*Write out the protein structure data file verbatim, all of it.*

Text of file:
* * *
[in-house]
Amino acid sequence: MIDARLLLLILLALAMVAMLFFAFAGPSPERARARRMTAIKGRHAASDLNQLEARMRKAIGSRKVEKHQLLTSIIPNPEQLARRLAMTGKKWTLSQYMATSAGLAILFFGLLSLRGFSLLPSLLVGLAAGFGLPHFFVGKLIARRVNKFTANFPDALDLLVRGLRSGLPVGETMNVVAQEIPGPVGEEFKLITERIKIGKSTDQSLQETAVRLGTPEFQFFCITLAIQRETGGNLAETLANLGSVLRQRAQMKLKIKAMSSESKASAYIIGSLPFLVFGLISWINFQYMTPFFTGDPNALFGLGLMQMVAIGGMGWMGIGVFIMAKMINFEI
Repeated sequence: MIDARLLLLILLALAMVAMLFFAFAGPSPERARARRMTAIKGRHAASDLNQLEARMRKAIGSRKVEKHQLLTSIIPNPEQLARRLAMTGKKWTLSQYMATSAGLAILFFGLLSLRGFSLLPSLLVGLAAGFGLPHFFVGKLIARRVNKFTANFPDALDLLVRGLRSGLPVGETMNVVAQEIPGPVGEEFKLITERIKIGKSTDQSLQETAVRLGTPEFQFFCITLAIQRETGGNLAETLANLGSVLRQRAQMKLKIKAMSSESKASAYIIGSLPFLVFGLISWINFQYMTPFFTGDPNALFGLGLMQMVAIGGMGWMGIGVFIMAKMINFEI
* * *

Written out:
[in-house]
Amino acid sequence: MIDARLLLLILLALAMVAMLFFAFAGPSPERARARRMTAIKGRHAASDLNQLEARMRKAIGSRKVEKHQLLTSIIPNPEQLARRLAMTGKKWTLSQYMATSAGLAILFFGLLSLRGFSLLPSLLVGLAAGFGLPHFFVGKLIARRVNKFTANFPDALDLLVRGLRSGLPVGETMNVVAQEIPGPVGEEFKLITERIKIGKSTDQSLQETAVRLGTPEFQFFCITLAIQRETGGNLAETLANLGSVLRQRAQMKLKIKAMSSESKASAYIIGSLPFLVFGLISWINFQYMTPFFTGDPNALFGLGLMQMVAIGGMGWMGIGVFIMAKMINFEI
Repeated sequence: MIDARLLLLILLALAMVAMLFFAFAGPSPERARARRMTAIKGRHAASDLNQLEARMRKAIGSRKVEKHQLLTSIIPNPEQLARRLAMTGKKWTLSQYMATSAGLAILFFGLLSLRGFSLLPSLLVGLAAGFGLPHFFVGKLIARRVNKFTANFPDALDLLVRGLRSGLPVGETMNVVAQEIPGPVGEEFKLITERIKIGKSTDQSLQETAVRLGTPEFQFFCITLAIQRETGGNLAETLANLGSVLRQRAQMKLKIKAMSSESKASAYIIGSLPFLVFGLISWINFQYMTPFFTGDPNALFGLGLMQMVAIGGMGWMGIGVFIMAKMINFEI